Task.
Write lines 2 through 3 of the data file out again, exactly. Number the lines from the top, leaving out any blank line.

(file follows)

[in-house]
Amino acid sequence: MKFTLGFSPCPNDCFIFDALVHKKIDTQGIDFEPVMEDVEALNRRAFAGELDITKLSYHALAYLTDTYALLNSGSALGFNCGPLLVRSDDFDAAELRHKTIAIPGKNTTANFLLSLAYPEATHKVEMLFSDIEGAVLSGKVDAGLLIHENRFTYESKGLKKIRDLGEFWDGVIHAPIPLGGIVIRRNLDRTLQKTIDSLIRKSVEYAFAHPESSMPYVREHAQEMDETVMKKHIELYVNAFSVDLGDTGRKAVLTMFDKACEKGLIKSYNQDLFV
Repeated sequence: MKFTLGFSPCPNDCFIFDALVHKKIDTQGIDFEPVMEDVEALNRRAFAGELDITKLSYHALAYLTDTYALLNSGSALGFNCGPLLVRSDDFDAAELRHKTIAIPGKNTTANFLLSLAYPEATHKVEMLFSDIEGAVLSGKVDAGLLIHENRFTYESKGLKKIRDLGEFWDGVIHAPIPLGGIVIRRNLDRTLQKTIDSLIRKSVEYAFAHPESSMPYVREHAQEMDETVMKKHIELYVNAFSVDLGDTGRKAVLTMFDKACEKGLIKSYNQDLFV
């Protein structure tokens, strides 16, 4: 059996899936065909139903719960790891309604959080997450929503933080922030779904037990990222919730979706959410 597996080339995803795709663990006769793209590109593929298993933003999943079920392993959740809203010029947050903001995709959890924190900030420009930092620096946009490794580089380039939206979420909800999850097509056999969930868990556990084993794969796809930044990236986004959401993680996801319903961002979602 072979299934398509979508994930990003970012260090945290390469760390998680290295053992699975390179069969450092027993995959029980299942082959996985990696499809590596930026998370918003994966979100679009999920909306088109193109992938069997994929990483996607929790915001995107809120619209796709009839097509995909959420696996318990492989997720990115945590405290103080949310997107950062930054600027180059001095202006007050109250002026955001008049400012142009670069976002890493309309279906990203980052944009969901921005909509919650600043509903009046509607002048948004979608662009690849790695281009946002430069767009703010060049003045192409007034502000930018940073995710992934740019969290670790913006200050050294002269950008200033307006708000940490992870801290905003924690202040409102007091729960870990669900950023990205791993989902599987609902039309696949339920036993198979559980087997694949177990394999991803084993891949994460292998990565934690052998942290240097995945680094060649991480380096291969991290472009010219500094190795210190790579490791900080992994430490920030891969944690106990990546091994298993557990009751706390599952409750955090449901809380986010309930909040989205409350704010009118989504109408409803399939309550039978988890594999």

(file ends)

Amino acid sequence: MKFTLGFSPCPNDCFIFDALVHKKIDTQGIDFEPVMEDVEALNRRAFAGELDITKLSYHALAYLTDTYALLNSGSALGFNCGPLLVRSDDFDAAELRHKTIAIPGKNTTANFLLSLAYPEATHKVEMLFSDIEGAVLSGKVDAGLLIHENRFTYESKGLKKIRDLGEFWDGVIHAPIPLGGIVIRRNLDRTLQKTIDSLIRKSVEYAFAHPESSMPYVREHAQEMDETVMKKHIELYVNAFSVDLGDTGRKAVLTMFDKACEKGLIKSYNQDLFV
Repeated sequence: MKFTLGFSPCPNDCFIFDALVHKKIDTQGIDFEPVMEDVEALNRRAFAGELDITKLSYHALAYLTDTYALLNSGSALGFNCGPLLVRSDDFDAAELRHKTIAIPGKNTTANFLLSLAYPEATHKVEMLFSDIEGAVLSGKVDAGLLIHENRFTYESKGLKKIRDLGEFWDGVIHAPIPLGGIVIRRNLDRTLQKTIDSLIRKSVEYAFAHPESSMPYVREHAQEMDETVMKKHIELYVNAFSVDLGDTGRKAVLTMFDKACEKGLIKSYNQDLFV